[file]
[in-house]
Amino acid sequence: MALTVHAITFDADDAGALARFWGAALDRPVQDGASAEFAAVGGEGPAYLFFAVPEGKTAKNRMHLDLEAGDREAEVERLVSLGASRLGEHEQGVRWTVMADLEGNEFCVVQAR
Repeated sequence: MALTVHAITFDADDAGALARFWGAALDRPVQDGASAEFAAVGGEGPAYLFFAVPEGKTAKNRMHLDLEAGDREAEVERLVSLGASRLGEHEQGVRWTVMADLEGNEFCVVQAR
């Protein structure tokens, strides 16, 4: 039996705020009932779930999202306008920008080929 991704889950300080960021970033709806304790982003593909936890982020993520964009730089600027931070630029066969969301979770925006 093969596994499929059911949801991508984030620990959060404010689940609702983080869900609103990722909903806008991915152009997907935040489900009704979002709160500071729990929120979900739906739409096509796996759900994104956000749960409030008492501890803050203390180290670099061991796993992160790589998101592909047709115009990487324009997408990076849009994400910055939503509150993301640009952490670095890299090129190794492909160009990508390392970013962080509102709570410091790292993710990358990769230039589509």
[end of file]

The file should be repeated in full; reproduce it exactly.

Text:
[in-house]
Amino acid sequence: MALTVHAITFDADDAGALARFWGAALDRPVQDGASAEFAAVGGEGPAYLFFAVPEGKTAKNRMHLDLEAGDREAEVERLVSLGASRLGEHEQGVRWTVMADLEGNEFCVVQAR
Repeated sequence: MALTVHAITFDADDAGALARFWGAALDRPVQDGASAEFAAVGGEGPAYLFFAVPEGKTAKNRMHLDLEAGDREAEVERLVSLGASRLGEHEQGVRWTVMADLEGNEFCVVQAR
């Protein structure tokens, strides 16, 4: 039996705020009932779930999202306008920008080929 991704889950300080960021970033709806304790982003593909936890982020993520964009730089600027931070630029066969969301979770925006 093969596994499929059911949801991508984030620990959060404010689940609702983080869900609103990722909903806008991915152009997907935040489900009704979002709160500071729990929120979900739906739409096509796996759900994104956000749960409030008492501890803050203390180290670099061991796993992160790589998101592909047709115009990487324009997408990076849009994400910055939503509150993301640009952490670095890299090129190794492909160009990508390392970013962080509102709570410091790292993710990358990769230039589509």